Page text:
Poor Ms. Lizzie has been waiting since Spring for my dad to “get around to it” and repair the spokes and rebuild the wheel. I reminded him that I had purchased him a “Round Tuit” several years ago and that he has no excuses. He blamed it on his adult-onset-ADD and the change of season and hummingbirds and car races and Joro spiders and lots of other diversions. But, nevertheless (and it’s doubtful that Ms. Lizzie even noticed the months’ passing since she’s quite the old gal), I was shocked when my dad said the wheel was ready to be reunited!
Luckily my dad enjoys dog-sitting, and this past weekend he got some quality time with LuLu and a bonus visit with the grandson (with a big BBQ sandwich to boot). Dad offered to drive the pooch from Gainesville to Sandy Springs – which is quite the adventure these days due to all the highway construction making the usual nightmare Highway 285 extra spicy. It has to be a very special event to entice him to be behind the wheel in the greater Atlanta area–usually, we meet out in the exurbs for dog transfers–and him seeing the spinning wheel working was clearly enough enticement. After the dog calmed down enough to allow us to do anything other than paying her full attention, we got the wheel from the van.“Well, I don’t have much faith in this wheel working. She may be nothing more than a pretty spinning wheel-shaped object. Don’t get your hopes up.”
We brought the wheel over to Ms. Lizzie and gently slid the hub onto the axle. Even my husband broke away from a work conference call to come downstairs to see. While I sought some cotton crochet yarn for a drive band, the dudes turned the wheel and assessed its trueness. My husband, being a lifelong cyclist, is the self-appointed expert on wheels with spokes. I tied on the drive band and turned the wheel and the spindle started flying in its newly made copper-lined leather bearings – ready to turn fluffy rolags into yarn.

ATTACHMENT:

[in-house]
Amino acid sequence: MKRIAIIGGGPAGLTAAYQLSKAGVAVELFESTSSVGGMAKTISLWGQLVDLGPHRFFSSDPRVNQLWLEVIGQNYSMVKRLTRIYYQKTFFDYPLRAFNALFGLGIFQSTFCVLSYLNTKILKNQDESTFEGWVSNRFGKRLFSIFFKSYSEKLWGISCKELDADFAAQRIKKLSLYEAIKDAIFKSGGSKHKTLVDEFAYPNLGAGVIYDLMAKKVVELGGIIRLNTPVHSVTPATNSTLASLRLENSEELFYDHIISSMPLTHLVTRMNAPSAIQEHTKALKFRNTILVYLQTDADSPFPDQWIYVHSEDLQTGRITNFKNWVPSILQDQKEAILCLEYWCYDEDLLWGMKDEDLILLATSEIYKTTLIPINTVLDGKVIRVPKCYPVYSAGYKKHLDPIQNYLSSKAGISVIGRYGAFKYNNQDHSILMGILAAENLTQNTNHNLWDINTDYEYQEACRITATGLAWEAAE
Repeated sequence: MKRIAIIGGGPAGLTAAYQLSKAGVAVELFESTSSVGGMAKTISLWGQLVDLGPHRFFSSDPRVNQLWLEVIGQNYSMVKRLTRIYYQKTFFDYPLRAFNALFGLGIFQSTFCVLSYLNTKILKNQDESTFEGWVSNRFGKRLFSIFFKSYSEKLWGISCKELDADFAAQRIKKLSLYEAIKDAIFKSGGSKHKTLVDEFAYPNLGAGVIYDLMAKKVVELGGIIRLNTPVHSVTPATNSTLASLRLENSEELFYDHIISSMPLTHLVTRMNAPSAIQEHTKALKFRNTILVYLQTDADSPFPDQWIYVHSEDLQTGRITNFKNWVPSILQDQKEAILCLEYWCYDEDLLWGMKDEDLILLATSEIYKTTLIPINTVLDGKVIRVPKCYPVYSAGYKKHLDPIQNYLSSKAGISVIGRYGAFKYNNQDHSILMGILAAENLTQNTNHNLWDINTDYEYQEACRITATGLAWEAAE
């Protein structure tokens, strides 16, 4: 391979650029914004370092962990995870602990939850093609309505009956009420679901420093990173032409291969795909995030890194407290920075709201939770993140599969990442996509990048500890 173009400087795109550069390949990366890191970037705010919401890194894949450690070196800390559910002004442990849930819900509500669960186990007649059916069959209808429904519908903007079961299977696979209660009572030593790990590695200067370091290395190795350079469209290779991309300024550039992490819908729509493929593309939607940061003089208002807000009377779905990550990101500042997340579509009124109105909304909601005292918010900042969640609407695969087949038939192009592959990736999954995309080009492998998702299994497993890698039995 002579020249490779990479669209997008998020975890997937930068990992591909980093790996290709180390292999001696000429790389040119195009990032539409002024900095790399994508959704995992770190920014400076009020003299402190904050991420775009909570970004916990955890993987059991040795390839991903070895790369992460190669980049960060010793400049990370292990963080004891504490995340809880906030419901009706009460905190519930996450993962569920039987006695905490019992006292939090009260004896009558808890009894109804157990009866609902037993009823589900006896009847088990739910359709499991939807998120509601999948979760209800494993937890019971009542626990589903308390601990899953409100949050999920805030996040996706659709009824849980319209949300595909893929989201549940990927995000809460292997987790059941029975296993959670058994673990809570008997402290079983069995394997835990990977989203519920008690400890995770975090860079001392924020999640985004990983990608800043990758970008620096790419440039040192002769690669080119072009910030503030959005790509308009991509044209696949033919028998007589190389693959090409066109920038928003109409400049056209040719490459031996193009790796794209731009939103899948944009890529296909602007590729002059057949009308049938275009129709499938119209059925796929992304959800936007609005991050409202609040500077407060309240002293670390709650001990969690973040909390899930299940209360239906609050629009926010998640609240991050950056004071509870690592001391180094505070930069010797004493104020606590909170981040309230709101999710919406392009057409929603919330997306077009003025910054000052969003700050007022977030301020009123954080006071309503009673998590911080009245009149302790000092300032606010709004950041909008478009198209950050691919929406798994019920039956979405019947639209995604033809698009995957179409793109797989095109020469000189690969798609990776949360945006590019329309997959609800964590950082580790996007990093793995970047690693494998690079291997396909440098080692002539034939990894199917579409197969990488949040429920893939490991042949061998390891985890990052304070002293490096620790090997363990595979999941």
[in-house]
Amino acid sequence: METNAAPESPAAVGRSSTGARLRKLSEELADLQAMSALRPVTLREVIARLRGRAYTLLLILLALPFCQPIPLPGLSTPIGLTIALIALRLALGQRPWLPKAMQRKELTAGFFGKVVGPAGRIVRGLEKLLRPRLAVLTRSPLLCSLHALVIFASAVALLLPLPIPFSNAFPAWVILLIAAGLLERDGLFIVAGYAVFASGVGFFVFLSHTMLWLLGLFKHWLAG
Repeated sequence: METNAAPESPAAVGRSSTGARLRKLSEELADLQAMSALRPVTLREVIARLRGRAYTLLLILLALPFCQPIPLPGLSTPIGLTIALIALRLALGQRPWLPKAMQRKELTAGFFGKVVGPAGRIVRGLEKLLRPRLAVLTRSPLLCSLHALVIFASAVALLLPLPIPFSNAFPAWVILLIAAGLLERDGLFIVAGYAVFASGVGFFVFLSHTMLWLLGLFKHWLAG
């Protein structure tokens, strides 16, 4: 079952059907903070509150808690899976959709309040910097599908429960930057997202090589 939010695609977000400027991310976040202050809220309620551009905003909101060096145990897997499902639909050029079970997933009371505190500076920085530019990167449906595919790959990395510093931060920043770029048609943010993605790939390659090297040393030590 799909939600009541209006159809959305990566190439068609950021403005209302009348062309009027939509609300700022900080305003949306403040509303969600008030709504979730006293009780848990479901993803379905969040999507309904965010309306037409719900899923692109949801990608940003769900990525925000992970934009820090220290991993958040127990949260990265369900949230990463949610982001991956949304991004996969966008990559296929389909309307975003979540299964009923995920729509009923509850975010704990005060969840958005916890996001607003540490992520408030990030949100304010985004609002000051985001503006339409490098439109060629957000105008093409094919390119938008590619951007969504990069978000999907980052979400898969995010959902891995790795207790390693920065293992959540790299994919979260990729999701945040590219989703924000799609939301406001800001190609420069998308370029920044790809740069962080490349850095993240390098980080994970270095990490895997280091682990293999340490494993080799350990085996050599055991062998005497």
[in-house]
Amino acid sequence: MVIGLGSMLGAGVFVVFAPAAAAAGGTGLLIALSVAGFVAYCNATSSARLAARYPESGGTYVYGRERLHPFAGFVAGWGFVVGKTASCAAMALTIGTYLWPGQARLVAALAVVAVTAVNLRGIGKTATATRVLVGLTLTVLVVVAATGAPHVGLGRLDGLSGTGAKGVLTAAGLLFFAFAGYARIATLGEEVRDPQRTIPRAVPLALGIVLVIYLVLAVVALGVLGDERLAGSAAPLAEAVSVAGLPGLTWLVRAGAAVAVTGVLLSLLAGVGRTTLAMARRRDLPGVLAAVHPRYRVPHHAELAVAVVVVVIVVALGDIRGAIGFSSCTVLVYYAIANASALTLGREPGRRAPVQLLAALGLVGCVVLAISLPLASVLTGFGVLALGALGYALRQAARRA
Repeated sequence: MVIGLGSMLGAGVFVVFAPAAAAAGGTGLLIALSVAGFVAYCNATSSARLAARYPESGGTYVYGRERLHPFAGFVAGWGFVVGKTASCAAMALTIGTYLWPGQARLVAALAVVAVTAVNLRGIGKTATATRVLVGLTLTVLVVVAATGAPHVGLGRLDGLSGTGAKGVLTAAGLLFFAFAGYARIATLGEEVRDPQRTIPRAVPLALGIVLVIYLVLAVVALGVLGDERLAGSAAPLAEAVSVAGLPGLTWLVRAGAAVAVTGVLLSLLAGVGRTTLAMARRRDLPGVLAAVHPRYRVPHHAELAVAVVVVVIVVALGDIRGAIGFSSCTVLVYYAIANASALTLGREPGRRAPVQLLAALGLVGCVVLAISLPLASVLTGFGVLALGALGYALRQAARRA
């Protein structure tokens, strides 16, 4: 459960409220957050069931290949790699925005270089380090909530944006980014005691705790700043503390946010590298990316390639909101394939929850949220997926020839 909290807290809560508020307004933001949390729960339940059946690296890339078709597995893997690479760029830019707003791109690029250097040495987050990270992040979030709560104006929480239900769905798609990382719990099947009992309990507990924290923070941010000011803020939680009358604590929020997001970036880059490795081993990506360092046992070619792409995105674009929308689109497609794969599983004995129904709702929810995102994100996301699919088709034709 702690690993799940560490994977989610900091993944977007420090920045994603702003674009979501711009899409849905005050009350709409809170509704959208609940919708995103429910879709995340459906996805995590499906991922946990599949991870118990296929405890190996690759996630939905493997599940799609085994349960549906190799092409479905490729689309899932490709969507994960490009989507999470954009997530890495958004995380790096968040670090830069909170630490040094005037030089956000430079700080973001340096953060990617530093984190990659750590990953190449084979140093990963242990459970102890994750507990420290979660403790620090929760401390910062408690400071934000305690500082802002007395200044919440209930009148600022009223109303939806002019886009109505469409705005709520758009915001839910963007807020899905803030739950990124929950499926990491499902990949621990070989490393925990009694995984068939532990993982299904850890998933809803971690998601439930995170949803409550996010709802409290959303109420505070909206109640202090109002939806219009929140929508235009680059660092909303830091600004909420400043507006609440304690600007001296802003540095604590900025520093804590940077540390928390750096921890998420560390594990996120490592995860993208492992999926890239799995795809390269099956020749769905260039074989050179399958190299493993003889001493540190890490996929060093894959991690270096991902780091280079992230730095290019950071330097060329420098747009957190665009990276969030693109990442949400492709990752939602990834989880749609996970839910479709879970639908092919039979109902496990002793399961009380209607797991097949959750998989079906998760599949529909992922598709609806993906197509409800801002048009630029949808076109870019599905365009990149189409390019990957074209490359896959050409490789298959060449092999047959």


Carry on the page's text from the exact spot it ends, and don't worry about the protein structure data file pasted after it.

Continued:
After the anxiety and apprehension about the wheel working again were gone, the step-by-step description of the repair ensued. Many of the spokes were actually broken at the hub, so Dad got a dowel piece and whittled it to the dimension of the hub holes. He then “hemped” the spokes that were not broken and the dowel pieces. He screwed a long screw into the dowel and epoxied the screw head and threads into a hole he drilled into the spoke–you can’t even see any of this unless you REALLY look hard and know what you are looking for. Then the spokes were attached to the rim with small brass screws just outside of the channel for the drive band so it wouldn’t cause any issues with snagging the band. Dad apologized for the historical inaccuracy of the brass screws–apparently, Phillips-head screws didn’t come into use until the 1930s. I think he gets a pass on the accuracy factor because this girl feels so solid being turned and she is ready to live another century or more.
Unanswered questions remain – why 11 spokes? Why is there the concave nature of the wheel given that it was extra difficult to make the hub have the holes at a slant? Why do four spokes have holes in them out near the rim? (I’ve seen wheels have holes in the spokes to insert a dowel to wind off the yarn like a swift, but this is so asymmetrical it makes no sense). What do the designs in the paint on the wheel’s table mean? I think we will never know the answers to some or maybe all of these. If you have any answers, drop them in the comments or email me: at firstname.lastname@example.org.
Now to oil her up and spin some fluff!